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Person: Heather Phillipson

British Art Show 9 | Manchester

British Art Show 9 explores three overarching themes – healing, care and reparative history; tactics for togetherness; and imagining new futures. Each of the four exhibitions will also adapt to local contexts. In Manchester the exhibition will engage with the evolving nature of work and the ongoing struggle to shape a new social contract.

Manchester’s legacy as the world’s first industrial city was made possible by the mass exploitation of the working class – the subject of Friedrich Engels’s The Condition of the Working Class in England (1845). New ways to think, live and work emerged from this environment, including a spirit of resistance and community. These ideas resonate with many of the BAS9 artists’ interest in new proposals for living with social justice, care and healing at their core. The presentation in Manchester also explores how technology, and in particular Artificial Intelligence, is radically transforming how we work and connect with others.

BAS9 is curated by Irene Aristizábal and Hammad Nasar and includes work by over 40 artists.


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British Art Show 9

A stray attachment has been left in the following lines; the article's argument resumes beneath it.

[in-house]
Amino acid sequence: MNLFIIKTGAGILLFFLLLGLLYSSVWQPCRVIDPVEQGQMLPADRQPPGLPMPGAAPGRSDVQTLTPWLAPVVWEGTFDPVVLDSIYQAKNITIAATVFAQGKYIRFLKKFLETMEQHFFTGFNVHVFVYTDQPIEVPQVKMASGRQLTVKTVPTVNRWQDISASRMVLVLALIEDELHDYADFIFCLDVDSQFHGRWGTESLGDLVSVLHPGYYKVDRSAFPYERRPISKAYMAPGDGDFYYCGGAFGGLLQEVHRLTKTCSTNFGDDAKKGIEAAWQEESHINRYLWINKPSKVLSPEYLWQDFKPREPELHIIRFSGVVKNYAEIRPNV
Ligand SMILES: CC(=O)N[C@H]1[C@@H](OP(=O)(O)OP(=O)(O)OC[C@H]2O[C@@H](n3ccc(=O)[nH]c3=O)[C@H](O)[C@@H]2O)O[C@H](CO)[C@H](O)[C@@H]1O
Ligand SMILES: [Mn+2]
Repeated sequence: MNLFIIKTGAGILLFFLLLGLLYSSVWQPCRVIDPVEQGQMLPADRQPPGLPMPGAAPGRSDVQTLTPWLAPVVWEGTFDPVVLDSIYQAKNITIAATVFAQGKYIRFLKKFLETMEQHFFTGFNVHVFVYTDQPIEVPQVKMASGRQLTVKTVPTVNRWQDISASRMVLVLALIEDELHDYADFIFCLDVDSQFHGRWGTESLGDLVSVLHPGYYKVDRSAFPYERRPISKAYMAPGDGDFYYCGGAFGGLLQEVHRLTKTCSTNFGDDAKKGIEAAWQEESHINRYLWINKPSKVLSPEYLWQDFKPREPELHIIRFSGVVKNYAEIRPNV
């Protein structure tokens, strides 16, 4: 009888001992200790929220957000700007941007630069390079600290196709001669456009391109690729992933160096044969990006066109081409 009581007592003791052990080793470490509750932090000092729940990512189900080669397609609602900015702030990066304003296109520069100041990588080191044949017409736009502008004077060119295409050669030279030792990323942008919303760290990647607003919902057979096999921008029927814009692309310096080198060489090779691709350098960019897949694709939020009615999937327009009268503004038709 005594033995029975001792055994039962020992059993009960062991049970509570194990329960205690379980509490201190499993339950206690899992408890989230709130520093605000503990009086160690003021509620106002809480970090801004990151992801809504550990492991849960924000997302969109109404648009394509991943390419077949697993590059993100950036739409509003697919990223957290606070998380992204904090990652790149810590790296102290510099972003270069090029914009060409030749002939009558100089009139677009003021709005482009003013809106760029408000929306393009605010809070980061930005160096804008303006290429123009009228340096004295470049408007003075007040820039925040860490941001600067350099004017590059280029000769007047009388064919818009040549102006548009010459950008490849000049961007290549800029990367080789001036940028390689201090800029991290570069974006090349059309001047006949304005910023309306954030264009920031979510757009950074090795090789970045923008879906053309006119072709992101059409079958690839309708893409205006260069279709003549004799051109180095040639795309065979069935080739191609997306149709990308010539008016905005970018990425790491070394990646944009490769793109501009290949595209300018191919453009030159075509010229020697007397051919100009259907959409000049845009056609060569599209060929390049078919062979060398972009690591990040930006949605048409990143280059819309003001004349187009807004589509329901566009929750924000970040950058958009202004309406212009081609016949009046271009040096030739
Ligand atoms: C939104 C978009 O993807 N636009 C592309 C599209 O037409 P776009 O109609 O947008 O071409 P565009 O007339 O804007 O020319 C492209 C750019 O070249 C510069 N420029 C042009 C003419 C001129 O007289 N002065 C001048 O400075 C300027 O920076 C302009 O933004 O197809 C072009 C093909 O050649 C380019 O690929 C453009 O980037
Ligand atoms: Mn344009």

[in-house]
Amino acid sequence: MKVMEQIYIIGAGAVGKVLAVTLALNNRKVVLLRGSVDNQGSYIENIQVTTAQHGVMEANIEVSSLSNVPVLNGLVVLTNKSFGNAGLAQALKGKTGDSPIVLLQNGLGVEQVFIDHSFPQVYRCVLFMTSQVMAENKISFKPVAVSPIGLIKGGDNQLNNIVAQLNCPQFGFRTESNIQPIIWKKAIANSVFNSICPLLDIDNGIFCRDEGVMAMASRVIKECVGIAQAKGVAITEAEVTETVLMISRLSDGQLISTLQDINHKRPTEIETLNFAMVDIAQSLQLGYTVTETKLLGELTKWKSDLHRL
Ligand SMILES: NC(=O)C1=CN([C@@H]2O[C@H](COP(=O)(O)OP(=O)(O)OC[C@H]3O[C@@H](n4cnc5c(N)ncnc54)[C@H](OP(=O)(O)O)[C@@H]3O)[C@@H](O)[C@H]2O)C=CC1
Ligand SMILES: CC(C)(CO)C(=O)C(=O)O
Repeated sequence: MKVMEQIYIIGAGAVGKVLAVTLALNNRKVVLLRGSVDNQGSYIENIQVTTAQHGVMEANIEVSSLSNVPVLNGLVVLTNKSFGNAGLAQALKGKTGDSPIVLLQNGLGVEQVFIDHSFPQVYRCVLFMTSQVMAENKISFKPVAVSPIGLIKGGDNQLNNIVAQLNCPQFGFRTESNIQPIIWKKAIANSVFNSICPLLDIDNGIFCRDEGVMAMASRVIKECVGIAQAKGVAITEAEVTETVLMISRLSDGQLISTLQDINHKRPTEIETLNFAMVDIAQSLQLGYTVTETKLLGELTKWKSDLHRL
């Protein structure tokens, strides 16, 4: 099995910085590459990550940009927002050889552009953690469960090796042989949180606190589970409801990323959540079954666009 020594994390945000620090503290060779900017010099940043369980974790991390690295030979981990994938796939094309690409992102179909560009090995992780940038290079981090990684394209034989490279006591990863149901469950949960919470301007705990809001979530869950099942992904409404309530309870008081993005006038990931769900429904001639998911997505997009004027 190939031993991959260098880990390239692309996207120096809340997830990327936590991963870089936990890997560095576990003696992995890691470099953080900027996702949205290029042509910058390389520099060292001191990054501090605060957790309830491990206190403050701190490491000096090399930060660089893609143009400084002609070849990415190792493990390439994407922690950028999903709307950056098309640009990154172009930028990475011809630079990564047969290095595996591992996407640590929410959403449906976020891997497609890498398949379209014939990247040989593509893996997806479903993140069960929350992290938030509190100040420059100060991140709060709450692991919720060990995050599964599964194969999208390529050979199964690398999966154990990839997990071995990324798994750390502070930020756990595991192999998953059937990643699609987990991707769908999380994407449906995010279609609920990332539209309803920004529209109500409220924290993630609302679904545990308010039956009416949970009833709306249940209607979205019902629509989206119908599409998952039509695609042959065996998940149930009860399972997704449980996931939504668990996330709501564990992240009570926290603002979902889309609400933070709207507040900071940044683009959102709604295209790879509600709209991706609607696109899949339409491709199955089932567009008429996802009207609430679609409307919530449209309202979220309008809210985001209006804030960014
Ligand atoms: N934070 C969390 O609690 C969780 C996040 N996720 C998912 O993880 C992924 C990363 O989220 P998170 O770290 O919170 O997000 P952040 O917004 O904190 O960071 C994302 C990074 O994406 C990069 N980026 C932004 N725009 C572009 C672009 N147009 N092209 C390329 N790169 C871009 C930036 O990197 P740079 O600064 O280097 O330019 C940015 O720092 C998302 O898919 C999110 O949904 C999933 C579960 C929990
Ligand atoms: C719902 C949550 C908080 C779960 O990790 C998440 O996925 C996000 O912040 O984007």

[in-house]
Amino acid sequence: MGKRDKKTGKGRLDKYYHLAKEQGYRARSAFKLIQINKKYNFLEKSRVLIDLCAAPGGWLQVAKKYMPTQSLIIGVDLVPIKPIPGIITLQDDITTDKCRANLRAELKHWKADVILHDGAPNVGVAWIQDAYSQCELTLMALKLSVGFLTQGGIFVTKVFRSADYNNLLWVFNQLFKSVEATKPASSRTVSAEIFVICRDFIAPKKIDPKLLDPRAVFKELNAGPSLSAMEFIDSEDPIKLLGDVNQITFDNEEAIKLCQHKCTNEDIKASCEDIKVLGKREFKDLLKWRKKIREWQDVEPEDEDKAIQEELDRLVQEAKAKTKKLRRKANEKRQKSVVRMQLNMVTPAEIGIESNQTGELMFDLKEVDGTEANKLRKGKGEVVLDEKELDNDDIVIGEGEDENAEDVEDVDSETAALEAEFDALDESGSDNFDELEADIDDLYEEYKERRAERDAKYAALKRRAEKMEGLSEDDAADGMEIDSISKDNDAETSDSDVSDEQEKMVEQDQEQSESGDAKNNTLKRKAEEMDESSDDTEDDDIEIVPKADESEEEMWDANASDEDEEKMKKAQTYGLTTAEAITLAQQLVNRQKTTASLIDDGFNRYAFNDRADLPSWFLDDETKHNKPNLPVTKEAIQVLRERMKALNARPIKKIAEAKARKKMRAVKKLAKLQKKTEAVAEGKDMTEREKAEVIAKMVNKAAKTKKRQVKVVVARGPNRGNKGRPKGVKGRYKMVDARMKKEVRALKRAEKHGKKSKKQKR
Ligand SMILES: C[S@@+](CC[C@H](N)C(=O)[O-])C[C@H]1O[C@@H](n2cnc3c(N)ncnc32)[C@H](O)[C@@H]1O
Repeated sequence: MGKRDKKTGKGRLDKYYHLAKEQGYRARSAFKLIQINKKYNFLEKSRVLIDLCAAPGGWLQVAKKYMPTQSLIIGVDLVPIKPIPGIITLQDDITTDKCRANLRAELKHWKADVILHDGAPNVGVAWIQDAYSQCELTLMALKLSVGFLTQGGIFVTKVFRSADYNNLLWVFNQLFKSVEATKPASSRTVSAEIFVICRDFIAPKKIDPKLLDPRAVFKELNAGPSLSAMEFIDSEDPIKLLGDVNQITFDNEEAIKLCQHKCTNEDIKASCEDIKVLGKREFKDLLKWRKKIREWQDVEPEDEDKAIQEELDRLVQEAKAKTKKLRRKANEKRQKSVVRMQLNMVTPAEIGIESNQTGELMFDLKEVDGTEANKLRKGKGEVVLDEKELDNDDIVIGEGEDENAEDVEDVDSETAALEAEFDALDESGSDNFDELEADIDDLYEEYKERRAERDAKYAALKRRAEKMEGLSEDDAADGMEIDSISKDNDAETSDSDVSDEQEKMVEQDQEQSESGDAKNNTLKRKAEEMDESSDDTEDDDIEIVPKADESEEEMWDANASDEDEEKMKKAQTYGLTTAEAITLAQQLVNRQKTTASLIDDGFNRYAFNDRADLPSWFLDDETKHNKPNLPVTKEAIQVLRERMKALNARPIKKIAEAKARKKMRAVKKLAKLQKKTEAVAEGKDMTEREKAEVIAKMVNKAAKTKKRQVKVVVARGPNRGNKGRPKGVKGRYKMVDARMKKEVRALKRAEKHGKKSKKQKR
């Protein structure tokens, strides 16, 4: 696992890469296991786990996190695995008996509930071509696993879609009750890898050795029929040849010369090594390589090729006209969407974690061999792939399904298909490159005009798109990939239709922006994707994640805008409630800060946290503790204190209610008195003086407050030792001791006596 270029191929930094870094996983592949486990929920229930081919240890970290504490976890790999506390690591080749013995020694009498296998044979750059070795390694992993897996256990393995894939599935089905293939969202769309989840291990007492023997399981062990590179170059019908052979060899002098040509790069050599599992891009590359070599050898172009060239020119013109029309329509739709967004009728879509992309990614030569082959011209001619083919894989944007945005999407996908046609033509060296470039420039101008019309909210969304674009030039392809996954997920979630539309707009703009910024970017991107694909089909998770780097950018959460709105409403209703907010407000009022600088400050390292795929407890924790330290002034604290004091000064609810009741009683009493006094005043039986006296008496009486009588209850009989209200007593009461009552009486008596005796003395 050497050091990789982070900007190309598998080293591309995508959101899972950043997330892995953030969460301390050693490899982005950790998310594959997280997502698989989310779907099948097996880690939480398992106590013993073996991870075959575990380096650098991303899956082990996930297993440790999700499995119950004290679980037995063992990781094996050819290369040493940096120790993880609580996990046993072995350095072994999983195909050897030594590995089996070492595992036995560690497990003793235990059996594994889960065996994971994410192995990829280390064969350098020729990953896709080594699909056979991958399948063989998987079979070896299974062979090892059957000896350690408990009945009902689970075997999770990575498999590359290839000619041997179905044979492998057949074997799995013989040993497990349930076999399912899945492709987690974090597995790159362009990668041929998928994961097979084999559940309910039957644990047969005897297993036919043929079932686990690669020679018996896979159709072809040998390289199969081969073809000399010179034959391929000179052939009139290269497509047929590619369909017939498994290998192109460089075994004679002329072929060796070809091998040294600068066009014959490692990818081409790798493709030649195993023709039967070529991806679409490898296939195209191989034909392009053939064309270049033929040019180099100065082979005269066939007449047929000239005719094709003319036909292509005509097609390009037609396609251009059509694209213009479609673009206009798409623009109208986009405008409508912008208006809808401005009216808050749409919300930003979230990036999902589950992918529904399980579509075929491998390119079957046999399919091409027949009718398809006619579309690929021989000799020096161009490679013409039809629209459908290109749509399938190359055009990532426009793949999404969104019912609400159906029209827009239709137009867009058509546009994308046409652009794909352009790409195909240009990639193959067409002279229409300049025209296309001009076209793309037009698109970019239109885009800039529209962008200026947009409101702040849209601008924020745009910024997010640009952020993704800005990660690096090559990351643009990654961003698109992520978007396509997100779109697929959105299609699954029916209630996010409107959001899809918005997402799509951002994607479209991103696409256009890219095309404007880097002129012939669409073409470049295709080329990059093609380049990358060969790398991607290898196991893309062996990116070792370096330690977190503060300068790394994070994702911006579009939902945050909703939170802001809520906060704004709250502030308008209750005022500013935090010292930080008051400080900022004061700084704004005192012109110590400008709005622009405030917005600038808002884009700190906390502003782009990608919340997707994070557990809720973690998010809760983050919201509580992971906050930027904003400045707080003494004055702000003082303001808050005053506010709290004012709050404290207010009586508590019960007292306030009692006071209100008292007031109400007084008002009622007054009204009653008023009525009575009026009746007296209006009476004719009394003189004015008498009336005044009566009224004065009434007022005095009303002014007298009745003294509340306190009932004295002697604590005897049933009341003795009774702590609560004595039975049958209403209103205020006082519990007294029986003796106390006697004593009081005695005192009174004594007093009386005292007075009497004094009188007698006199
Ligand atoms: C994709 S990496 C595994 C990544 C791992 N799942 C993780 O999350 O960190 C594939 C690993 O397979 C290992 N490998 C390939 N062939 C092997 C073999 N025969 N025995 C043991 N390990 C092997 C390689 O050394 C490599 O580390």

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British Art Show 9 | Aberdeen Art Gallery

The British Art Show is a landmark touring exhibition that celebrates the vitality of recent art made in Britain. British Art Show 9 was developed at a precarious moment in Britain’s history that has brought politics of identity and nation, concerns of social, racial and environmental justice, and questions of agency to the centre of public consciousness. The artists presented in the exhibition respond in critical ways to this complex context; imagining more hopeful futures and exploring new modes of resistance.

BAS9 is curated by Irene Aristizábal and Hammad Nasar and includes work by over 40 artists.


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Garden of Earthly Delights | Gropius Bau, Berlin

In this large-scale group exhibition, artists including Pipilotti Rist, Rashid Johnson, Maria Thereza Alves, Uriel Orlow, Jumana Manna, Taro Shinoda and Heather Phillipson interpret the motif of the garden as a metaphor for the state of the world and as a poetic expression to explore the complexities of our increasingly precarious world. Their artworks open up a wider discourse on social, political and ecological phenomena, such as migration, gentrification and gender politics. In addition to common understanding of the garden as a place of yearning full of meditative, spiritual and philosophical possibilities, the exhibition will tread the line between reality and fantasy, harmony and chaos, beauty and exile.

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